Only Indians Can Talk to Animals

by Michael Daugherty


Snow covered fields

with ice hanging from limbs of trees.

A doe came walking out from behind a cedar

and looked at me for a moment.

“Can you hear me?” I asked.

“Nod your head if you can hear me.”

I stood silent for a moment waiting on her response.

“Do you understand me?” I asked.

As I stood waiting for this deer to talk to me

a squirrel scared her away.

I looked at the squirrel for a moment.

“Can you hear me?” I asked.

The squirrel picked up a nut.

So I sat on the snow-covered ground

and whistled at the birds flying above me.

“Can you hear me?” I asked.

The wind blew and the squirrel still stood there

looking at me with this nut in its mouth.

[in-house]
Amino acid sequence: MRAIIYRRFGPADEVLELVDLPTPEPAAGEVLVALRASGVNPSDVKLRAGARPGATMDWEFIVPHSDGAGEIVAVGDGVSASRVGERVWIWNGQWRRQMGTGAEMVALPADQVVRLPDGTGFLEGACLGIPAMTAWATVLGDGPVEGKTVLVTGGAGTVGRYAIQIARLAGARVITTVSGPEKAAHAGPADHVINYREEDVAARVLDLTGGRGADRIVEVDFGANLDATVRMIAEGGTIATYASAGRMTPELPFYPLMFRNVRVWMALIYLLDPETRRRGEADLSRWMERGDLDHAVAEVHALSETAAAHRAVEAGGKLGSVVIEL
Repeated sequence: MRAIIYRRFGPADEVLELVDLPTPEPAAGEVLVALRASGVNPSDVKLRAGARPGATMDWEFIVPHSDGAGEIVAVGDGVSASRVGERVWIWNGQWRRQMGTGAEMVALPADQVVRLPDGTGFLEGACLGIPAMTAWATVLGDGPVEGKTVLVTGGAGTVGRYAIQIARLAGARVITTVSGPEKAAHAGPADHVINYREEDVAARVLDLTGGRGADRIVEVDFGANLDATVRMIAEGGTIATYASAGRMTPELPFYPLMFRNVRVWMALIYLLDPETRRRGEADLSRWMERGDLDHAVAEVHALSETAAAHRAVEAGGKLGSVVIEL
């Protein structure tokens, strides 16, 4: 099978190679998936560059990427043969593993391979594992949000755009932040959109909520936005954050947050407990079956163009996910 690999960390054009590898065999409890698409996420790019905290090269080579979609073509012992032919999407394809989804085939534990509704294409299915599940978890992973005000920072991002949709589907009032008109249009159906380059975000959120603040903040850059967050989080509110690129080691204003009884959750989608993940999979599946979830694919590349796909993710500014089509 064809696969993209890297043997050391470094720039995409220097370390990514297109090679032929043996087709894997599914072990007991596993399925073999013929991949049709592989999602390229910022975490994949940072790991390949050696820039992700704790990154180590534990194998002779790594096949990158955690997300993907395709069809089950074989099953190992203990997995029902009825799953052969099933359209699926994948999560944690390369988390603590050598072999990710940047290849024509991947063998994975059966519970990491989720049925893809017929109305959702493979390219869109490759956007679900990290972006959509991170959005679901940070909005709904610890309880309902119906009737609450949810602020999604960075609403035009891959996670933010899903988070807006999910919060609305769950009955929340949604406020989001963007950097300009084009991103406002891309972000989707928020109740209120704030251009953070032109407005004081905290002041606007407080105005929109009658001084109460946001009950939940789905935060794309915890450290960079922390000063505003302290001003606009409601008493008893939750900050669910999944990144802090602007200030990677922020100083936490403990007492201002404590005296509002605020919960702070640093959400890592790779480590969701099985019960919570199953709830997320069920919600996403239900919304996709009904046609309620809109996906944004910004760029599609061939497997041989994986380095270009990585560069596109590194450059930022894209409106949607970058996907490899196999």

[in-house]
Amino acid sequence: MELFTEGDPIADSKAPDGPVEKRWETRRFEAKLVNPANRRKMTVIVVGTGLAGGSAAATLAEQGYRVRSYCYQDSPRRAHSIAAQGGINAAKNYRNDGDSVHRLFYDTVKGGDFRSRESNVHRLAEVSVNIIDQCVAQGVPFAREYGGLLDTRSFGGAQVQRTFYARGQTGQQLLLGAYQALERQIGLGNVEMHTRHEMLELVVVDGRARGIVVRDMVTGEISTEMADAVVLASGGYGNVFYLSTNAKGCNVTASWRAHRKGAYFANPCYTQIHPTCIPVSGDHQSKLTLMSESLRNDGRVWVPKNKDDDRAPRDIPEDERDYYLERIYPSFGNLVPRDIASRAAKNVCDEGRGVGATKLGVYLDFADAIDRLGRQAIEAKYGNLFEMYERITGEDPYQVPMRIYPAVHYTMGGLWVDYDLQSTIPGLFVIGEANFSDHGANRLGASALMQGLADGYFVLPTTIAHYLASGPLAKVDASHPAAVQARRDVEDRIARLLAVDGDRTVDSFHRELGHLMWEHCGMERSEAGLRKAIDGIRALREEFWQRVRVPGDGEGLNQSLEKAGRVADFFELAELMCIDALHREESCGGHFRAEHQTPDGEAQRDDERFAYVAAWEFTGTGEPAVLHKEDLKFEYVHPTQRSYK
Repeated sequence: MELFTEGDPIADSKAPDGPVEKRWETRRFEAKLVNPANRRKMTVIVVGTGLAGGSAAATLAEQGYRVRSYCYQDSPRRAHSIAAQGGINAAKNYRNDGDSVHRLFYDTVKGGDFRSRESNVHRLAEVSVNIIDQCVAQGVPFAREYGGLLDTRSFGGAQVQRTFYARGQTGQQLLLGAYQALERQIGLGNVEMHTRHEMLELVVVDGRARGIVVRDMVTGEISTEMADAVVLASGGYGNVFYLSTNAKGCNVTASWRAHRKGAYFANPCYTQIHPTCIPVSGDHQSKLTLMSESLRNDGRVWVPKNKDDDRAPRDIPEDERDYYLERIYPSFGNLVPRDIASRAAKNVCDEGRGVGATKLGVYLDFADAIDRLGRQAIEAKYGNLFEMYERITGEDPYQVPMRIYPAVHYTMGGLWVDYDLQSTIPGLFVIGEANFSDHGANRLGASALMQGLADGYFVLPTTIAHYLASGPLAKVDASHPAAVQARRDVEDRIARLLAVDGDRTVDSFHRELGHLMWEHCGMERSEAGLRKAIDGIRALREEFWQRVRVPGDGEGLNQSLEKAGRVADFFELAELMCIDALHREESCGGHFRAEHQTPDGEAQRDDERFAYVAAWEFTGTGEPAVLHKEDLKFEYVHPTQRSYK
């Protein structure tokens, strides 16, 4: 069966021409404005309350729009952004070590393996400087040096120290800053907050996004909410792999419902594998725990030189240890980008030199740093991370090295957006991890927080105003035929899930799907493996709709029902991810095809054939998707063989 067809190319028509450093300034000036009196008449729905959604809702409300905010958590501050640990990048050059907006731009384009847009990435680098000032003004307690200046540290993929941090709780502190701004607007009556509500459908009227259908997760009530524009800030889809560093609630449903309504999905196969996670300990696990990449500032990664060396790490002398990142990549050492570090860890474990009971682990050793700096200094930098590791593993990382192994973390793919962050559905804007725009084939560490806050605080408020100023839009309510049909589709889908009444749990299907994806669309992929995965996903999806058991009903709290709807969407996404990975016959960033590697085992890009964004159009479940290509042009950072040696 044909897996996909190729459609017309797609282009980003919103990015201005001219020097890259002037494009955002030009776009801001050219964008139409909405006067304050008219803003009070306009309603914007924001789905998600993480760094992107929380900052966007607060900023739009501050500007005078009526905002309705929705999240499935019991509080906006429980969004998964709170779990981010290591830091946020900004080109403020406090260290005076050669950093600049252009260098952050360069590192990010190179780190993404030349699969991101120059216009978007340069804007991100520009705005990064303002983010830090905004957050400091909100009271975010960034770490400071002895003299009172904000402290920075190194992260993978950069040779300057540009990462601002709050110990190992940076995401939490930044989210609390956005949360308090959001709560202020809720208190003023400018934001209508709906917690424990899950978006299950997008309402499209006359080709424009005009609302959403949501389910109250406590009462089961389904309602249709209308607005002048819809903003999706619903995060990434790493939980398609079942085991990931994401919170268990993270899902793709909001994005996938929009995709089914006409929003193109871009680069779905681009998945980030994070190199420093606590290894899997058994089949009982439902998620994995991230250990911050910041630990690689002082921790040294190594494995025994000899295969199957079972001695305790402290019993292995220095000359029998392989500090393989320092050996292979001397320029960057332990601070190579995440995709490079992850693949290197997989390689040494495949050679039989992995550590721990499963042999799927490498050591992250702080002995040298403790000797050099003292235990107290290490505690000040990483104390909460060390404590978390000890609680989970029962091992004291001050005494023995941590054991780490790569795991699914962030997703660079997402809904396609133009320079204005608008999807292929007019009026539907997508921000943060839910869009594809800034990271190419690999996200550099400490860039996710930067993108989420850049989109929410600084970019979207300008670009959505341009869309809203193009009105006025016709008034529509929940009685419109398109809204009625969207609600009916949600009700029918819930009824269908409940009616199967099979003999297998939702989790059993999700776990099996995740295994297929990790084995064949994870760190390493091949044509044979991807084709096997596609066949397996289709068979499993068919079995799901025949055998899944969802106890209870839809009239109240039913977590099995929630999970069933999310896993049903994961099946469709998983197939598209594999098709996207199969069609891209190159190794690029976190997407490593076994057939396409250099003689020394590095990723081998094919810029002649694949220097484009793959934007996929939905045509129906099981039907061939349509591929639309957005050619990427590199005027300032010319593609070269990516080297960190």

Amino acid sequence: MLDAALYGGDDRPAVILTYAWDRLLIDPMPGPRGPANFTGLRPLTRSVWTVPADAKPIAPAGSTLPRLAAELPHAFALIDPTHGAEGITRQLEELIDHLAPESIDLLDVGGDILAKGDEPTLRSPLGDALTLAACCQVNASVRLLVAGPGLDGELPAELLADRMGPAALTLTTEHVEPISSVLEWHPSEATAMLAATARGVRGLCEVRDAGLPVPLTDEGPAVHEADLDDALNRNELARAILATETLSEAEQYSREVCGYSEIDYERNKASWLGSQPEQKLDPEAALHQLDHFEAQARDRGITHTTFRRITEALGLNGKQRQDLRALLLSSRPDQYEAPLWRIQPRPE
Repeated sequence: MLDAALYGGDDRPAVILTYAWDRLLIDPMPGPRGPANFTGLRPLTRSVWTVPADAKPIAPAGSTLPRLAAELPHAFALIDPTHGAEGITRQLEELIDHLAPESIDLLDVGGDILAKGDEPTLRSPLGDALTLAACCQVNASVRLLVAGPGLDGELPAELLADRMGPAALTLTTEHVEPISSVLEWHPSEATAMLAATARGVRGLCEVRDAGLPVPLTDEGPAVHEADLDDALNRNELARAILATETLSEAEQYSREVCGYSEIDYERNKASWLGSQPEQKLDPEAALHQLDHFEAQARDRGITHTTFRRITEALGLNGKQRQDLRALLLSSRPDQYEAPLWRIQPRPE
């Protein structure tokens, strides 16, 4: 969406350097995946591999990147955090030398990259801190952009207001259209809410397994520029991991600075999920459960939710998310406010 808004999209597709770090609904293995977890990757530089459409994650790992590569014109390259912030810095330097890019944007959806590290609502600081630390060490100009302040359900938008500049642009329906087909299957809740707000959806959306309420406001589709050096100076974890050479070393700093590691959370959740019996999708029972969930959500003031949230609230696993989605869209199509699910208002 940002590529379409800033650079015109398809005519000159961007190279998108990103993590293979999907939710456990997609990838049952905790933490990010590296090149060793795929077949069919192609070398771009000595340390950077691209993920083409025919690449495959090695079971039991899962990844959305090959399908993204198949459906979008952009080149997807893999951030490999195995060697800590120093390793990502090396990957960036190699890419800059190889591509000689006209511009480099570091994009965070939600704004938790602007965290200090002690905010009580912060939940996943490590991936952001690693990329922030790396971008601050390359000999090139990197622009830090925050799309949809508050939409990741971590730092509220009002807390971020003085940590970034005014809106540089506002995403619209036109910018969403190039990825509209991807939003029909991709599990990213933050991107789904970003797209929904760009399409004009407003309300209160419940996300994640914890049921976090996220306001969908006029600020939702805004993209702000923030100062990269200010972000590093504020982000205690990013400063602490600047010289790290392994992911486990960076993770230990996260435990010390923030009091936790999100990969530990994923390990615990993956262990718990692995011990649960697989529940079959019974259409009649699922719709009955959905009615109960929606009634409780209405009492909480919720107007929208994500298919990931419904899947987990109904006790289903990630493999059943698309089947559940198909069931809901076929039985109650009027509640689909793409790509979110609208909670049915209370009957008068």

“Why won’t you speak to me, squirrel?” I asked.

“Do you not know that we are related?”

For a moment the squirrel stopped chewing

and looked directly at me.

He quickly turned and ran away.

Only Indians can talk to animals.


Michael Daugherty was raised in Quapaw, Oklahoma, and now resides in Neosho, Missouri. He is a proud citizen of the Eastern Shawnee Tribe of Oklahoma, and he and his wife are awaiting the arrival of their first child.

Originally published in This Land, Vol. 5 Issue 12, June 15, 2014.